// It was the new year. I sat, starring at the sun hiding beneath the Tennessee hills. Over break, I longed for fires and familiar faces. I missed the old stomping grounds of campus and the places I found myself everyday. Looking out to the fading light and the fire roaring, it felt like home. It had been a warm winter break, but when it finally grew cold, I took out my coat for the first time in December, and found a folded up map of Manhattan. I remembered the feeling of wind on my face and the thought of being rocked to the bone alive. That feeling settles in a bliss as I stared at the setting sun, ready for the next chapter. My thoughts echoed the words of an old hymn, “the world behind me, the cross before me, no turning back.”




Then: I dreamed. Of the wide skies of something great, I dreamed and longed to run free without weariness. Of the simple rain drops, I dreamed, counting them as they fell upon the car window panes, pretending to imagine life into them. For my entire life, I’ve thrived on the imaginary. When I was young, I filled homemade paper books full of it. At night, my brother and I mapped out stories for hours. During the day, books and movies and music fed the hunger tearing me apart, aching to take the world around me and then create.

I began to live my own story, too. I grew to make friends; even those whom I no longer recognize became apart of me. When I was seven years old, my mother started homeschooling my brother and I, which would change our life tremendously and for the better. All along, I would feel a connection with my body and mind: finding freedom in dance when I was making peace with myself and when I grew anxious, pulling my own hair as if I was to blame for the feelings that trapped me. And when my body changed and I grew to hate it, I burned my confidence and began living in the ashes of self-loathing. Those were dark days, and thankfully, not long-lasting. For there was a beautiful day in its time when I was set free. At the age of thirteen, I learned grace and it was graciously showered on me. I was finally running free, with no constraints.

Oh, and the days that followed. I made friends, so many different faces and stories that would blend with my own. The sum of the experiences my parents allowed me to live would form the magic in which I now view the world. I would learn my passion for photography, a journey that would transform me both as an artist and as a human. Books would fill my spare time and my days would be spent reading about lives from long ago, lives painted by people such as I, the world around me, that beautiful force that drives us all, love stories tragic and tragically happy, and the issues that unite us and divide us. Sorrows would come into my life; I’d lose my Grandma in an unexpected blow of Autumn, forever touched by our days together and missing the way she loved life as simple as seashells on the shore. Never said goodbyes would haunt me and the heartbreak of ones I love more than myself would come slowly and surely. The city would fill my heart, pull me under its spell, and knit my desires to be swallowed whole by its wonders. And all along as I grew, I dreamed.

Now: I am eighteen years old. Today, I woke up and everything was golden. I got in the car to go to a new city, thinking to myself on how fine it all is.

I was afraid to turn eighteen. It seemed old and unfamiliar. Yet then, I thought of the city I so love, and how it is beautiful because it is worn, wasted, built by those who bypass and those who make a home there, tattooed by street art, and full of unfamiliar things coming every second. The city writes that orchestra every day, and I know it well for that song is my own. Now I know eighteen is another chapter to live and learn and be worn, wasted, and built.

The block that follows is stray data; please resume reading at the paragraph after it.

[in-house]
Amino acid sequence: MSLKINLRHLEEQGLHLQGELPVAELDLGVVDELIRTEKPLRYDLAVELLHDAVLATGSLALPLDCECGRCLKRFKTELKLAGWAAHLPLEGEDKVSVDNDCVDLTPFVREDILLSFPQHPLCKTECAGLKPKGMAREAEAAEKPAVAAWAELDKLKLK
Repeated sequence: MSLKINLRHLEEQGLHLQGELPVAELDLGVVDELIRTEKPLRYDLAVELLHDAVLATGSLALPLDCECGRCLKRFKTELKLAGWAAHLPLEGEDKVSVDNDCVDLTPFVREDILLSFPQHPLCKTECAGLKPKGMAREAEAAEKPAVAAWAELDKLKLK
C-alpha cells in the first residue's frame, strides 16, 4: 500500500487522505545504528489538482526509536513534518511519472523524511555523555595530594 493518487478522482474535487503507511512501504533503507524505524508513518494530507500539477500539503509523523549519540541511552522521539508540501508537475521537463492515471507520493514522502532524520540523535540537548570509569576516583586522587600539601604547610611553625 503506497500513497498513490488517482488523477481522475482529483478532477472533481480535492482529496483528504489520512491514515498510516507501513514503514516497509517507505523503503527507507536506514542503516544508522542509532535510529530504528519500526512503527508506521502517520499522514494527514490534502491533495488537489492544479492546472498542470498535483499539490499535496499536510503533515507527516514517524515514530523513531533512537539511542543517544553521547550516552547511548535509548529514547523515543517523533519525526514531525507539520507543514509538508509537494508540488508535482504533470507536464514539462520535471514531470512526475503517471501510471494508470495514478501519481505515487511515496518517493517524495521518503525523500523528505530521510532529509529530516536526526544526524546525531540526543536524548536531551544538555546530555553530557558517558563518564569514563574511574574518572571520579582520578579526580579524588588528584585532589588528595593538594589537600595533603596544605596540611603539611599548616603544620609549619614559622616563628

The other day, one of my best friends and I were sitting in her car in the pouring rain, eating ice cream and talking about the future. We got distracted by the song that was playing in the background and one particular lyric: “from the day I started crawling, I was on my way to find you”. Isn’t it amazing, I thought, how there are asleep stories and people I have always been destined to find? My entire life has been a pathway to those exact stories: the people I will meet in college in the Autumn, all the people I will love and laugh with, all the people that will break my heart, and all the people that will cause me to think thoughts I can’t imagine now. They are living right now, walking their paths and I am on my way to find them in perfect time. We have such wonderful things waiting for us, don’t we?

One far-off day: I will be worn. Tiredness will overwhelm me, and time will have numbed me into a deep steadiness. I will rise and see the cracks in the windows where light is pouring in. There will be few treasures in that house, apart from the ones received from the true treasures: drawings from children, tidbits from travels, my own photographs mounting the walls. I will wash white plain dishes and let the light from the window be golden bright to my eyes and remember a time when I was so young and so full of wonder I could explode. I pray I think fondly of my past, yet thankful I know all that I will know, for I found that which was waiting for me. Nothing in my story was safe: it was blurry, cracked, oozing. It was uncertain, chapters spent on the edge of life. But beautiful things grew, died, and grew back. After it all, I hope I still have the wonder. And in that day, still I will dream.

“Life will break you. Nobody can protect you from that, and living alone won’t either, for solitude will also break you with its yearning. You have to love. You have to feel. It is the reason you are here on earth. You are here to risk your heart. You are here to be swallowed up” – Louise Erdrich